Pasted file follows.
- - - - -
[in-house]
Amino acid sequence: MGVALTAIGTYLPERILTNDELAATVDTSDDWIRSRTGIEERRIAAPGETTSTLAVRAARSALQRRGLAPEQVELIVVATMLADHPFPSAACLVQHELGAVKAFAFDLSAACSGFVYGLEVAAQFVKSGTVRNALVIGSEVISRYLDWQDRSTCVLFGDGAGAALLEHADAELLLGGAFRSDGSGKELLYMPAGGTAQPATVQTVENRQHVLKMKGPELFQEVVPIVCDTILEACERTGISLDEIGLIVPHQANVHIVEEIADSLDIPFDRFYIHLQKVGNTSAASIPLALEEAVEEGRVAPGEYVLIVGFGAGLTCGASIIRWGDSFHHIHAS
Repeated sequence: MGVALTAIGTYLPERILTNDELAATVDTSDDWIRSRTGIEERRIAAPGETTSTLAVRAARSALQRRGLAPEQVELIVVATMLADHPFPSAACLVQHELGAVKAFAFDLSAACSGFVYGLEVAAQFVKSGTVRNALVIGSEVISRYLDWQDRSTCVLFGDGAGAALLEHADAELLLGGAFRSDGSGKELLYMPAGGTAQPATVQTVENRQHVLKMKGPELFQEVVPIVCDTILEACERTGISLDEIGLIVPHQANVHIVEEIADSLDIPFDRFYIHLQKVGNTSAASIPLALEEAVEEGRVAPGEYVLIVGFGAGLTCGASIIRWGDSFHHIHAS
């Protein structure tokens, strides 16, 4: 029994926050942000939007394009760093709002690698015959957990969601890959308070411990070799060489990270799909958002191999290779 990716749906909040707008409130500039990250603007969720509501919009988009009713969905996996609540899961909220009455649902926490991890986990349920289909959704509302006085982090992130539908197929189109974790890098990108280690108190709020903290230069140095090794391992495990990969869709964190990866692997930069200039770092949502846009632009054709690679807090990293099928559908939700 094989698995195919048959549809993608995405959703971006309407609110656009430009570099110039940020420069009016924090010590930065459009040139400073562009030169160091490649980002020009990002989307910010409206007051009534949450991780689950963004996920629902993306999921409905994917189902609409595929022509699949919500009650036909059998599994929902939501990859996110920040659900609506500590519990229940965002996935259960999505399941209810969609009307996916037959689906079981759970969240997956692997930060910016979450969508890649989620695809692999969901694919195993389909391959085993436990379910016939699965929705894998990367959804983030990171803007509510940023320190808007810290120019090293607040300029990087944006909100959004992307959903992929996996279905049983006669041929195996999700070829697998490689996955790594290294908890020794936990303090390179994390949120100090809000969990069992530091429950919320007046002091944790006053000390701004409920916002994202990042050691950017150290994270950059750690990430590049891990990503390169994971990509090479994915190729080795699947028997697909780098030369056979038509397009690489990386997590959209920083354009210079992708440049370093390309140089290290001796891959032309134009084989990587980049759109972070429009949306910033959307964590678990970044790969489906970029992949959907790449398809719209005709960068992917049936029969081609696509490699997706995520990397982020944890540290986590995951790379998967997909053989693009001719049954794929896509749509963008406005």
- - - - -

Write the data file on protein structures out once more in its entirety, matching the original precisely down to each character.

[in-house]
Amino acid sequence: MGVALTAIGTYLPERILTNDELAATVDTSDDWIRSRTGIEERRIAAPGETTSTLAVRAARSALQRRGLAPEQVELIVVATMLADHPFPSAACLVQHELGAVKAFAFDLSAACSGFVYGLEVAAQFVKSGTVRNALVIGSEVISRYLDWQDRSTCVLFGDGAGAALLEHADAELLLGGAFRSDGSGKELLYMPAGGTAQPATVQTVENRQHVLKMKGPELFQEVVPIVCDTILEACERTGISLDEIGLIVPHQANVHIVEEIADSLDIPFDRFYIHLQKVGNTSAASIPLALEEAVEEGRVAPGEYVLIVGFGAGLTCGASIIRWGDSFHHIHAS
Repeated sequence: MGVALTAIGTYLPERILTNDELAATVDTSDDWIRSRTGIEERRIAAPGETTSTLAVRAARSALQRRGLAPEQVELIVVATMLADHPFPSAACLVQHELGAVKAFAFDLSAACSGFVYGLEVAAQFVKSGTVRNALVIGSEVISRYLDWQDRSTCVLFGDGAGAALLEHADAELLLGGAFRSDGSGKELLYMPAGGTAQPATVQTVENRQHVLKMKGPELFQEVVPIVCDTILEACERTGISLDEIGLIVPHQANVHIVEEIADSLDIPFDRFYIHLQKVGNTSAASIPLALEEAVEEGRVAPGEYVLIVGFGAGLTCGASIIRWGDSFHHIHAS
């Protein structure tokens, strides 16, 4: 029994926050942000939007394009760093709002690698015959957990969601890959308070411990070799060489990270799909958002191999290779 990716749906909040707008409130500039990250603007969720509501919009988009009713969905996996609540899961909220009455649902926490991890986990349920289909959704509302006085982090992130539908197929189109974790890098990108280690108190709020903290230069140095090794391992495990990969869709964190990866692997930069200039770092949502846009632009054709690679807090990293099928559908939700 094989698995195919048959549809993608995405959703971006309407609110656009430009570099110039940020420069009016924090010590930065459009040139400073562009030169160091490649980002020009990002989307910010409206007051009534949450991780689950963004996920629902993306999921409905994917189902609409595929022509699949919500009650036909059998599994929902939501990859996110920040659900609506500590519990229940965002996935259960999505399941209810969609009307996916037959689906079981759970969240997956692997930060910016979450969508890649989620695809692999969901694919195993389909391959085993436990379910016939699965929705894998990367959804983030990171803007509510940023320190808007810290120019090293607040300029990087944006909100959004992307959903992929996996279905049983006669041929195996999700070829697998490689996955790594290294908890020794936990303090390179994390949120100090809000969990069992530091429950919320007046002091944790006053000390701004409920916002994202990042050691950017150290994270950059750690990430590049891990990503390169994971990509090479994915190729080795699947028997697909780098030369056979038509397009690489990386997590959209920083354009210079992708440049370093390309140089290290001796891959032309134009084989990587980049759109972070429009949306910033959307964590678990970044790969489906970029992949959907790449398809719209005709960068992917049936029969081609696509490699997706995520990397982020944890540290986590995951790379998967997909053989693009001719049954794929896509749509963008406005």